The Southwestern Historical Quarterly, Volume 65, July 1961 - April, 1962 Page: 310
rhe Siginiq of exras'
Declaration of lHdepeHdece.
Ayth and Record
R. HENDERSON SHUFFLER
ACH MARCH 2, TEXANS CELEBRATE the anniversary of
Texas' Declaration of Independence. The height of emo-
tion with which this anniversary is observed is matched
only by the depth of ignorance about the original event and about
the surroundings in which it occurred.
The principal observance is customarily held at Washington
State Park, in the village that was, on March 2, 1836, the birth-
place of Texan independence. A group of devoted patriots
gather in the little rock auditorium on the park grounds to hear
a program sponsored by the Texas Independence Day Organiza-
tion.' Later they visit the small white frame building nearby,
which is called a "replica" of Texas' original Independence Hall.
There they view a weird assortment of pictures, clippings and
artifacts in battered display cases, including a badly-corroded
steel blade which bears a crudely-lettered tag with the com-
pletely inaccurate legend: "This knife made in this blacksmith
shop before the Declaration was signed."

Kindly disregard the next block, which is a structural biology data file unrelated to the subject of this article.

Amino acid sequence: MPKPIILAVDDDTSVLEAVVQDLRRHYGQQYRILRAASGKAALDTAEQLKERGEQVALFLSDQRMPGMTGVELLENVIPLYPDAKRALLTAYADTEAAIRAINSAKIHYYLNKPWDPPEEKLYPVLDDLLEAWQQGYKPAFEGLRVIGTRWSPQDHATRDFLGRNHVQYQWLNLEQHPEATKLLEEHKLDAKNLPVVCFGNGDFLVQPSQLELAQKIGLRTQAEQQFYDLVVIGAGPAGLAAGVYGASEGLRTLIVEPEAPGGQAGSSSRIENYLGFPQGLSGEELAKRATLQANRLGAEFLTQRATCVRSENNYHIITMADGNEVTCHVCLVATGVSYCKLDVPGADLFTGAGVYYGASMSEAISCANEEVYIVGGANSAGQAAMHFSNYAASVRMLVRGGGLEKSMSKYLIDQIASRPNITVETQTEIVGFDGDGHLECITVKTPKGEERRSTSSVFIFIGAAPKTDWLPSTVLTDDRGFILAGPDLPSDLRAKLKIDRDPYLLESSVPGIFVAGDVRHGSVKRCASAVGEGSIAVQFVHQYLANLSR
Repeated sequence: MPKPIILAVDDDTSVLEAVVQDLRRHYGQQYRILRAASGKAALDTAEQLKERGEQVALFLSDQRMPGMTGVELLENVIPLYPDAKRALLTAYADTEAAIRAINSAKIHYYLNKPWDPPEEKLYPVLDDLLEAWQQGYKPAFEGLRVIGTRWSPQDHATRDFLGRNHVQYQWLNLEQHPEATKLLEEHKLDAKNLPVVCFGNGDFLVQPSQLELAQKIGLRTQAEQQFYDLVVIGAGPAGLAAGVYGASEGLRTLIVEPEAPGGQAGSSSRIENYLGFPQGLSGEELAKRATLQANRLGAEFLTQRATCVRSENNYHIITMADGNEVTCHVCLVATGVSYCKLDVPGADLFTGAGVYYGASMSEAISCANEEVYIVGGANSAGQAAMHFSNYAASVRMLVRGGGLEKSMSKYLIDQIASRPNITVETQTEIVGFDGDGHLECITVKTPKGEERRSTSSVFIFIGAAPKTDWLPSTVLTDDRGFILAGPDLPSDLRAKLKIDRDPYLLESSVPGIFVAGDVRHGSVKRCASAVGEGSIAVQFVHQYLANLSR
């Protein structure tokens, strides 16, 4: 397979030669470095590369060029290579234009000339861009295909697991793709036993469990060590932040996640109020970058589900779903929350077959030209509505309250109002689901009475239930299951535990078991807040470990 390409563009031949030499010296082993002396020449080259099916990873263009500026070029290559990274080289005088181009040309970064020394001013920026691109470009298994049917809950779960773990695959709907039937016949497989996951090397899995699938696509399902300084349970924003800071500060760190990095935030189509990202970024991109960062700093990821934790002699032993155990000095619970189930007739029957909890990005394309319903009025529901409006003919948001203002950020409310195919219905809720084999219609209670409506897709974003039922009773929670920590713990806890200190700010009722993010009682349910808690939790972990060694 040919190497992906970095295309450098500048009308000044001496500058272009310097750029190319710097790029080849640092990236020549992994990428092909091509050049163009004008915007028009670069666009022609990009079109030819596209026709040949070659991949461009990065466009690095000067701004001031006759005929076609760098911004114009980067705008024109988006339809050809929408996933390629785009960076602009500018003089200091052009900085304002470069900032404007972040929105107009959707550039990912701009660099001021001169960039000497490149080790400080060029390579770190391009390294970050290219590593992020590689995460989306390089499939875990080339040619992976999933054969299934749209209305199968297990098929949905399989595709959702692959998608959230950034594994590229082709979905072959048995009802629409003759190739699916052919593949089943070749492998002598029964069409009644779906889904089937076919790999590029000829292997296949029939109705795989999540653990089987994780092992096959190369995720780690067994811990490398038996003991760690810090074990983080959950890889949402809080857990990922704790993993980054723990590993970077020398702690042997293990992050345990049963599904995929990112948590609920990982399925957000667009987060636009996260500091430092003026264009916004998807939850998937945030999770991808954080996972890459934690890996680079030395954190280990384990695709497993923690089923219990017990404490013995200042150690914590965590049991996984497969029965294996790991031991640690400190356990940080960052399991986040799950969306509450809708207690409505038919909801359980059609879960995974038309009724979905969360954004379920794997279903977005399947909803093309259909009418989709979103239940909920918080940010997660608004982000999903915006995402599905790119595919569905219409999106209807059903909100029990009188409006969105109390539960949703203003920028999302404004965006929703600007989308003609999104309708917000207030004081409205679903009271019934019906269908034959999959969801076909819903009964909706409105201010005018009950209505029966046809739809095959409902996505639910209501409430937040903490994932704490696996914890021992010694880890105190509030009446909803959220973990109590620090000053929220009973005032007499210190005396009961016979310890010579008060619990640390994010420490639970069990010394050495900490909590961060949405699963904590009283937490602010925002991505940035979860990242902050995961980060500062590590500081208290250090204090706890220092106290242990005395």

In front of the hall they see the statue of George Campbell
Childress, "author of the Declaration," two other monuments,2
and the gilded upper half of an old "Washington hand press."3
'The organization was founded in 1956, "to perpetuate the memory of those
intrepid Texans who signed the Texas Declaration of Independence from Mexico
on March 2, 1836, at Old Washington-on-the-Brazos." 1961 membership card, Texas
Independence Day Organization; Jim Ethridge, Box 6268, Houston, president.
2These are a stone bearing a metal plaque listing the fifty-nine signers of the
declaration and a squat stone commemorating establishment of the state park in
1915. Some distance away is the simple shaft erected in 1899 to mark the site of
8This object bears no inscription. A note in the State Parks Board files, signed by
former board director Gordon K. Shearer in 1958, says that this is a portion of the
old Washington hand press used by Captain Joseph Lancaster in publication of
Here’s what’s next.
This issue can be searched. Note: Results may vary based on the legibility of text within the document.
Citing and Sharing
Basic information for referencing this web page. We also provide extended guidance on usage rights, references, copying or embedding.
Reference the current page of this Periodical.
Texas State Historical Association. The Southwestern Historical Quarterly, Volume 65, July 1961 - April, 1962, periodical, 1962; Austin, Texas. (texashistory.unt.edu/ark:/67531/metapth101195/m1/350/ocr/: accessed May 23, 2017), University of North Texas Libraries, The Portal to Texas History, texashistory.unt.edu; crediting Texas State Historical Association.